Another Medical Thing You Don’t Really Need: A Pelvic Exam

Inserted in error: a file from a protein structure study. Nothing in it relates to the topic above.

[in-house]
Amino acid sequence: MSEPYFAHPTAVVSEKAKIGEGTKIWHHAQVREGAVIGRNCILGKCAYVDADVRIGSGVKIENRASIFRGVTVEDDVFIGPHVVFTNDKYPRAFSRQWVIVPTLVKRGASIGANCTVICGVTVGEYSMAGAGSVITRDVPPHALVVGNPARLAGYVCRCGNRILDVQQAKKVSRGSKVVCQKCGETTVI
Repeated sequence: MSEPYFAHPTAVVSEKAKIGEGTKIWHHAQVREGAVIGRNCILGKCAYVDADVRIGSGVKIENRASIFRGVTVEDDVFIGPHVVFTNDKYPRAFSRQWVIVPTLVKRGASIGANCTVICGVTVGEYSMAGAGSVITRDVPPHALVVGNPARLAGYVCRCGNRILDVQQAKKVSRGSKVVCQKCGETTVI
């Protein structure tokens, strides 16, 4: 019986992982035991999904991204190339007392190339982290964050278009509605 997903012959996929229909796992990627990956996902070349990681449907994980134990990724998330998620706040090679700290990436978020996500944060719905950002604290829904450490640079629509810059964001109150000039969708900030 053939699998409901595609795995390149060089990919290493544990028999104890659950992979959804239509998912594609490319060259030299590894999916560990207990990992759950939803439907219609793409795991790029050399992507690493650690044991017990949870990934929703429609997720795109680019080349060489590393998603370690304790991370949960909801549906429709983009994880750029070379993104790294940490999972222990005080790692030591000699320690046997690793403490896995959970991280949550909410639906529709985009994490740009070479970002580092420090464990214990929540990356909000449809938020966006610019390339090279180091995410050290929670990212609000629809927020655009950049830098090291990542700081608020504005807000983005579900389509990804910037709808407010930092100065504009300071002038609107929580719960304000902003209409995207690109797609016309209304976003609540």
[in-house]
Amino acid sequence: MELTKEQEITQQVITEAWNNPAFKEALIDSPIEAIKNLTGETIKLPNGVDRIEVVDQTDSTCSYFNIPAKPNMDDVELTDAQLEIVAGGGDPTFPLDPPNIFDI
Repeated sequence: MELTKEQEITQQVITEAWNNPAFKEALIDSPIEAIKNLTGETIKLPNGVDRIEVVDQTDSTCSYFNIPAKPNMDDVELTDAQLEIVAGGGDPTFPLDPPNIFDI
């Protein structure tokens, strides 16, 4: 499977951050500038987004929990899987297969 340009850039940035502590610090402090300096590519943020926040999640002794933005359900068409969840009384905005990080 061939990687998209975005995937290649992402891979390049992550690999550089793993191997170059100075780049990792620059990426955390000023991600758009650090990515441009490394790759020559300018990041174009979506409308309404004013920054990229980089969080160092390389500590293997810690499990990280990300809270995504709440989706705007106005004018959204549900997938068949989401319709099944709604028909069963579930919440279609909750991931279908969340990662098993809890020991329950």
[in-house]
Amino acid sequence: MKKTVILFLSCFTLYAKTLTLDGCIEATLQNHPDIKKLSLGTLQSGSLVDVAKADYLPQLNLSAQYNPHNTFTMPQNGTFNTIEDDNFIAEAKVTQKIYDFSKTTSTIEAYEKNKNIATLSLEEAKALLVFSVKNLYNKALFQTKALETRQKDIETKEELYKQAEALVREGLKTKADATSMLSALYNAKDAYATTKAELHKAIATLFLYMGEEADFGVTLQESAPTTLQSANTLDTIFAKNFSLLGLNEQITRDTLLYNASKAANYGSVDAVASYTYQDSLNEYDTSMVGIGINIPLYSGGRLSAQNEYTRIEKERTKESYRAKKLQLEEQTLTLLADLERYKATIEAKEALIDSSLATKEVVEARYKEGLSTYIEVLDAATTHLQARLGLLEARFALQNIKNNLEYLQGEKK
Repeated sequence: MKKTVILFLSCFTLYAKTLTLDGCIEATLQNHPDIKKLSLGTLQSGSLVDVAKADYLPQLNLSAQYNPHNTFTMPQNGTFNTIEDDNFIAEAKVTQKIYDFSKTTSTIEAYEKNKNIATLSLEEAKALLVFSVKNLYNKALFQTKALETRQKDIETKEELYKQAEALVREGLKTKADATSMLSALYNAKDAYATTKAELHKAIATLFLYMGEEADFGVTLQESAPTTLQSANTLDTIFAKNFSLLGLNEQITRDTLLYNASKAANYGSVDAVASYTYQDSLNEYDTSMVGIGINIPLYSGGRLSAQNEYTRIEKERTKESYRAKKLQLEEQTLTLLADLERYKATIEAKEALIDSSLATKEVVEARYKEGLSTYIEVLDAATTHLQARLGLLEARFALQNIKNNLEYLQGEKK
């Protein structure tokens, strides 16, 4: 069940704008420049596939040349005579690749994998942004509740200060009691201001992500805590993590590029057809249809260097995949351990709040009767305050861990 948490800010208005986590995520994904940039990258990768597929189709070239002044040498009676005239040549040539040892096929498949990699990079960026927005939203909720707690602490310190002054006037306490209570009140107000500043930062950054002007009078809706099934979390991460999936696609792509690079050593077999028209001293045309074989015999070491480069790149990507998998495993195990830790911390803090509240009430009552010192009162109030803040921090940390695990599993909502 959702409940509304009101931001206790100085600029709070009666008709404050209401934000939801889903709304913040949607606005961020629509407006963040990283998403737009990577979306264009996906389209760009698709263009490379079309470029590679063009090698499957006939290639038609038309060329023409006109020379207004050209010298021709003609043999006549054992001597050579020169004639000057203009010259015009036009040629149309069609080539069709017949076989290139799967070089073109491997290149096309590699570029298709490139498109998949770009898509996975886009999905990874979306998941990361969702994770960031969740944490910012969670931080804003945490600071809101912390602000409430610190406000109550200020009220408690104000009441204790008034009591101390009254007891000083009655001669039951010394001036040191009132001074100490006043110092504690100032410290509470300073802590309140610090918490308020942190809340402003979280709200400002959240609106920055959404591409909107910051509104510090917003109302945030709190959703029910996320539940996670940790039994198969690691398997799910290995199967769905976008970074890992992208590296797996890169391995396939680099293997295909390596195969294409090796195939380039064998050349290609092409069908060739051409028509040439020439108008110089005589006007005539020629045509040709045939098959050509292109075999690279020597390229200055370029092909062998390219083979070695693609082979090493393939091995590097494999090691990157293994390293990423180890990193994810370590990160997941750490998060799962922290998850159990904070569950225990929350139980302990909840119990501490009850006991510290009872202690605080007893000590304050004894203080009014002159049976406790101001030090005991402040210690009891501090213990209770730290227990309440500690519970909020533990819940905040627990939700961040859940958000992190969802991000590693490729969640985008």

We are moving, slowly, toward the day when evidenced-based medicine is more than a buzzword. The latest victim of efforts to distinguish medical practices that actually do something good from those that just cost money and cause pain is the pelvic exam, declared unnecessary in guidelines issued last week by the American College of Physicians. The Wall Street Journal reports that the College examined research published from 1946 to 2014 that studied the effectiveness of the pelvic exam, and found that it does not reduce mortality and can lead to false alarms in 1.5 percent to 3 percent of cases. The paper quotes Molly Cooke, a member of the committee that drew up the guidelines and the organization’s immediate past president: “We found that the exam is not particularly good at detecting important disease, such as early ovarian cancer, and it can fool a physician into thinking she has detected an abnormality that, once you notice, will require further investigation.” For more on medical practices that have been revealed to be no more than practices, read Aaron E. Carroll in the New York Times on What the Reduction in Tonsillectomies Teaches Us About Medicine.